Best on the Shoreline!
It's time to nominate your favorites for the 2021 Best on the Shoreline Awards!
Have you seen chopper blues lately like this 23.45-pounder caught by Jean Hancock (an avid angler from Chilmark, Martha’s Vineyard) while fishing the 1972 Derby? Probably not. This is one of the reasons for the Bluefish Allocation & Rebuilding Amendment that is currently being proposed. (Photo courtesy of Martha’s Vineyard Bass & Bluefish Derby )
While ice and snow are now memories, this fine example of a tiger musky caught by Josh Messina of North Branford shows that this species is stocked, fished for, and caught in some of Connecticut’s inland waters—and worth every bit the effort. (Photo courtesy of Captain Morgan )
Some say that bluefish (Pomatomus saltatrix) are cyclical in nature. Others paint with a broader brush. On the other hand, the National Oceanic and Atmospheric Administration says they are simply overfished.
Blues live up to 12 years and reproduction maturity occurs at age two, when they are 15- to 20 inches in length. They spawn multiple times during spring and summer, however they cannot keep up with the various pressures that their stock faces, even though they are fast growers and females can have as many as two million eggs.
As a result, due to the 2019 stock assessment containing commercial and recreational data, the population of bluefish was shown to be significantly less than target levels of 100,000 metric tons. That triggered a timeframe of two years for the Atlantic States Marine Fisheries Commission and the Mid-Atlantic Fishery Management Council to develop a rebuilding plan.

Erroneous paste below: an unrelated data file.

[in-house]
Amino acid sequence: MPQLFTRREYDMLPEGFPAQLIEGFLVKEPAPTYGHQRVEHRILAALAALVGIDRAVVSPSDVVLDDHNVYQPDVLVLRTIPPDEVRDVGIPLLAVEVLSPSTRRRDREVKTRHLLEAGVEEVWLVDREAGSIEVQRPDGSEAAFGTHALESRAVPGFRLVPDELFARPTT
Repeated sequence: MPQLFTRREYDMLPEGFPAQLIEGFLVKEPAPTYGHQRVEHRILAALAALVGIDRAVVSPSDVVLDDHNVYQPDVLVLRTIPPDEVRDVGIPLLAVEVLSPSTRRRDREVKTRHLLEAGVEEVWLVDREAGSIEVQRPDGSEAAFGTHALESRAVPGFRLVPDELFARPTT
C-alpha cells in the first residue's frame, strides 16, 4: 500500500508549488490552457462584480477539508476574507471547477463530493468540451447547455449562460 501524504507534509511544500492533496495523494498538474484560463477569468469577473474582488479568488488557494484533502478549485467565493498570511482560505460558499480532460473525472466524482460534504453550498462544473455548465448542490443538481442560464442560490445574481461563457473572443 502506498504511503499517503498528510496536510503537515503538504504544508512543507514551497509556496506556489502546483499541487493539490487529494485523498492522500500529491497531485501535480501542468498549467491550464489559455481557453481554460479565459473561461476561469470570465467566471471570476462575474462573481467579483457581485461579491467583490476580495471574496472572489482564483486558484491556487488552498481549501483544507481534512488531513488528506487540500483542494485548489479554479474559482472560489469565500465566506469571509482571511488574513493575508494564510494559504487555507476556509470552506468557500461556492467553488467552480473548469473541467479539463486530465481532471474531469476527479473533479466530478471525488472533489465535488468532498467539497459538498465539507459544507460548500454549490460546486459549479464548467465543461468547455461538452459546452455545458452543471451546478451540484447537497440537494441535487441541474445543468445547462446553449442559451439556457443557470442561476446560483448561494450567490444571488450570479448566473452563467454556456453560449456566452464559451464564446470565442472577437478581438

A series of five virtual public hearing meetings encompassing 14 Atlantic states, including the Potomac River Fisheries Commission, were held to receive input regarding the rebuilding plan. Presentations, questions, and comments made up the bulk of the meetings with all input documented for the record. The roughly 2 ½ hour Connecticut and New York meeting held on March 30 had several key management issues under consideration on the agenda.
Those issues included fishery management plan goals and objectives, commercial and recreational allocation, commercial allocations to the states, rebuilding plan, sector quota transfer, and management uncertainty. Allocations, quotas, transfers, and data quality were all at issue. We have all noticed a change in the numbers of snappers, harbors, and alligators appearing in the Sound. We also noticed a decrease in the number of blitzes occurring. With public input and the ensuing discussions, the hope is that an effective and meaningful management plan will eventually be put into effect using the best science and most current data available.
On the Water
There were some outstanding days where air temperatures approached 70 degrees and winds calmed, although spring rain was definitely in the picture. Inshore Long Island Sound temps tapped 45 degrees, motivating clammers to close out March during the phase of the Full Eagle Moon and take advantage of extreme negative low tides. Not to disappoint, the days have been typically springlike, dodging what little is left of the wintertime vibe (including a cold front), while embracing new growth and welcoming fish migrations.